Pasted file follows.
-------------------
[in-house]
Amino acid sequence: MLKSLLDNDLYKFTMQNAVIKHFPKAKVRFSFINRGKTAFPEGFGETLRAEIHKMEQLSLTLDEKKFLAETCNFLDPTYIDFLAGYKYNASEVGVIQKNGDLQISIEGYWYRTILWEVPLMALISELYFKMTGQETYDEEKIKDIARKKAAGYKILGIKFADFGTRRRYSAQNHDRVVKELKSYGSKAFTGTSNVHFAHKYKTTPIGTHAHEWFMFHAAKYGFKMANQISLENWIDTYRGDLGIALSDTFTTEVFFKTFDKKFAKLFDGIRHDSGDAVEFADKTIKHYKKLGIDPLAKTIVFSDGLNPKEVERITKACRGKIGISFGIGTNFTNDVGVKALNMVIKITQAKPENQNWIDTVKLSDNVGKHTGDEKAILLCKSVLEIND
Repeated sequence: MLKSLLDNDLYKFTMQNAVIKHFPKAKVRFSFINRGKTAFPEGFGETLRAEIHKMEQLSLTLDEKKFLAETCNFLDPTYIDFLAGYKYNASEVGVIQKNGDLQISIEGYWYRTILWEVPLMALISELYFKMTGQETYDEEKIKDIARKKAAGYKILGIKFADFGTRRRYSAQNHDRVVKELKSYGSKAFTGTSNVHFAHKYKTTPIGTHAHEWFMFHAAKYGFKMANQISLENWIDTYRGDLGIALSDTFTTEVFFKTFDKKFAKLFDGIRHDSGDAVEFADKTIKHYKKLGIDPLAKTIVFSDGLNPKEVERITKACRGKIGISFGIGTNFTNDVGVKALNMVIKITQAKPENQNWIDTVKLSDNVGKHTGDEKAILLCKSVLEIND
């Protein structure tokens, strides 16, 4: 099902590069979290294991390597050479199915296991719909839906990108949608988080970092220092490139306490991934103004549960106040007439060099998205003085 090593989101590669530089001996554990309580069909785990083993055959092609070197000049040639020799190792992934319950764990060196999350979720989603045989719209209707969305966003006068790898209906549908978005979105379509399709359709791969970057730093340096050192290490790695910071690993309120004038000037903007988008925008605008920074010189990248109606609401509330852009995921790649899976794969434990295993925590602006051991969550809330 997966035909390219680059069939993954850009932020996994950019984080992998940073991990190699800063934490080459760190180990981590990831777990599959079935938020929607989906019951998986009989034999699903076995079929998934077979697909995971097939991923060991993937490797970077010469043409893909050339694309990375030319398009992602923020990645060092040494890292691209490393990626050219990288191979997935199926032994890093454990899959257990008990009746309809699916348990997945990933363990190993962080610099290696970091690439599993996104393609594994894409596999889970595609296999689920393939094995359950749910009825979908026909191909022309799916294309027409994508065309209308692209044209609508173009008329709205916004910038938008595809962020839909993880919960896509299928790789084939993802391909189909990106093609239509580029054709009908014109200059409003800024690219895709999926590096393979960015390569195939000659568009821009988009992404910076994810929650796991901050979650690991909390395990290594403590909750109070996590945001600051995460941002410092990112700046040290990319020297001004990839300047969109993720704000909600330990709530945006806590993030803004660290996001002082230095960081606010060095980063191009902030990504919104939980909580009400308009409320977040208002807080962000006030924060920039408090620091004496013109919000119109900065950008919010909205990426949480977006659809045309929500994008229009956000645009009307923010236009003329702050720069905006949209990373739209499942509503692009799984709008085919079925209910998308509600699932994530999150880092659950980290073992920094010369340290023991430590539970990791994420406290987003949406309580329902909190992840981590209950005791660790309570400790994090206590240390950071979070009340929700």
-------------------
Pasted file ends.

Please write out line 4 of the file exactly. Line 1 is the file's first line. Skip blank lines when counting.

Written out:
């Protein structure tokens, strides 16, 4: 099902590069979290294991390597050479199915296991719909839906990108949608988080970092220092490139306490991934103004549960106040007439060099998205003085 090593989101590669530089001996554990309580069909785990083993055959092609070197000049040639020799190792992934319950764990060196999350979720989603045989719209209707969305966003006068790898209906549908978005979105379509399709359709791969970057730093340096050192290490790695910071690993309120004038000037903007988008925008605008920074010189990248109606609401509330852009995921790649899976794969434990295993925590602006051991969550809330 997966035909390219680059069939993954850009932020996994950019984080992998940073991990190699800063934490080459760190180990981590990831777990599959079935938020929607989906019951998986009989034999699903076995079929998934077979697909995971097939991923060991993937490797970077010469043409893909050339694309990375030319398009992602923020990645060092040494890292691209490393990626050219990288191979997935199926032994890093454990899959257990008990009746309809699916348990997945990933363990190993962080610099290696970091690439599993996104393609594994894409596999889970595609296999689920393939094995359950749910009825979908026909191909022309799916294309027409994508065309209308692209044209609508173009008329709205916004910038938008595809962020839909993880919960896509299928790789084939993802391909189909990106093609239509580029054709009908014109200059409003800024690219895709999926590096393979960015390569195939000659568009821009988009992404910076994810929650796991901050979650690991909390395990290594403590909750109070996590945001600051995460941002410092990112700046040290990319020297001004990839300047969109993720704000909600330990709530945006806590993030803004660290996001002082230095960081606010060095980063191009902030990504919104939980909580009400308009409320977040208002807080962000006030924060920039408090620091004496013109919000119109900065950008919010909205990426949480977006659809045309929500994008229009956000645009009307923010236009003329702050720069905006949209990373739209499942509503692009799984709008085919079925209910998308509600699932994530999150880092659950980290073992920094010369340290023991430590539970990791994420406290987003949406309580329902909190992840981590209950005791660790309570400790994090206590240390950071979070009340929700």